This month, we highlight the article Using Team-Based Learning to Teach Data Science by Eric Vance in our Journal of Statistics and Data Science Education webinar series. Team-Based Learning (TBL) is a pedagogical strategy that can help educators teach data science better by flipping the classroom to employ small-group collaborative learning to actively engage students in doing data science. A consequence of this teaching method is helping students achieve the workforce-relevant data science learning goals of effective communication, teamwork, and collaboration. In this webinar, he will describe the essential elements of TBL and answer questions about this appealing pedagogical strategy.
Eric A. Vance is an Associate Professor of Applied Mathematics, the Director of the Laboratory for Interdisciplinary Statistical Analysis (LISA) at the University of Colorado Boulder, and the Global Director of the LISA 2020 Network, which comprises 35 statistics and data science collaboration laboratories in 10 developing countries. He is a Fellow of the American Statistical Association (ASA) and winner of the 2020 ASA Jackie Dietz Award for the best paper in the (then) Journal of Statistics Education for "The ASCCR Frame for Learning Essential Collaboration Skills."
Dr. Philip M. Sedgwick, St. George’s, University of London, London UK
Wednesday, November 17, 2021 - 1:00pm ET
Null hypothesis significance testing (NHST) with a critical level of significance of 5% (P<0.05) has become the cornerstone of research in the health sciences, underpinning decision making. However, considerable debate exists about its value with claims it is misused and misunderstood. It has been suggested it is because NHST and P-values are too difficult to teach, and encourage dichotomous thinking in students. Consequently, as part of statistics reform it has been proposed NHST should no longer be taught in introductory courses. However, this presentation will consider if the misuse of NHST principally results from it being taught in a mechanistic way, along with claims to knowledge in teaching and erosion of good practice. Whilst hypothesis testing has shortcomings, it is advocated it is an essential component of the undergraduate curriculum. Students’ understanding can be enhanced by providing philosophical perspectives to statistics, supplemented by overviews of Fisher’s and Neyman-Pearson’s theories. This helps the appreciation of the underlying principles of statistics based on uncertainty and probability, plus the contrast of statistical with contextual significance. Moreover, students need to appreciate when to use NHST rather than being taught it as the definitive approach of drawing inferences from data.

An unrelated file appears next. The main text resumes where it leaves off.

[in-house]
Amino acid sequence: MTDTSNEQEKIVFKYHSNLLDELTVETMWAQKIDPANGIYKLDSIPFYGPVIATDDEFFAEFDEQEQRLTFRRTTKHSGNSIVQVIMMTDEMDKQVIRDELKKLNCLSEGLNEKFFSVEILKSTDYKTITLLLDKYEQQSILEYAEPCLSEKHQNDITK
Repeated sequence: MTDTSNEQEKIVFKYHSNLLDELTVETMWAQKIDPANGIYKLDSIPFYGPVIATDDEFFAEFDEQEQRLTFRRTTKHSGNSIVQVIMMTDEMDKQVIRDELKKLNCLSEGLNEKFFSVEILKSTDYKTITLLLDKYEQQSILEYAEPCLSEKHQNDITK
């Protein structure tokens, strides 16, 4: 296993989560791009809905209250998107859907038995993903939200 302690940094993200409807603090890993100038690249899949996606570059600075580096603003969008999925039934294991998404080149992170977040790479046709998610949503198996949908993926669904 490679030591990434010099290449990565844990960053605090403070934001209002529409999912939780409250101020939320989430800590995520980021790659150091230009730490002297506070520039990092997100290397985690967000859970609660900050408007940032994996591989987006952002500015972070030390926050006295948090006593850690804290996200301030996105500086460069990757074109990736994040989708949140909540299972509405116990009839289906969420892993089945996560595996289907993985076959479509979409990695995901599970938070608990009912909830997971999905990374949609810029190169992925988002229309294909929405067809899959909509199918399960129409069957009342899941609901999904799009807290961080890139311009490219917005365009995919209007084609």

Julia Polak (University of Melbourne) & Di Cook (Monash University)
Tuesday, November 16, 2021 - 5:00pm ET
In the November CAUSE/Journal of Statistics and Data Science Education webinar series, we have invited the authors of this recently published paper to share their experiences in running data competitions as part of classes on statistical learning. Kaggle is a data modeling competition service, where participants compete to build a model with lower predictive error than other participants. Several years ago Kaggle released a simplified service that is ideal for instructors to run competitions in a classroom setting. This webinar describes the results of an experiment to determine if participating in a predictive modeling competition enhances learning. The evidence suggests it does. In addition, students were surveyed to examine if the competition improved engagement and interest in the class. The authors will also discuss the main issues to consider when setting up a data competition in a class, including the technical aspects of using the Kaggle InClass platform.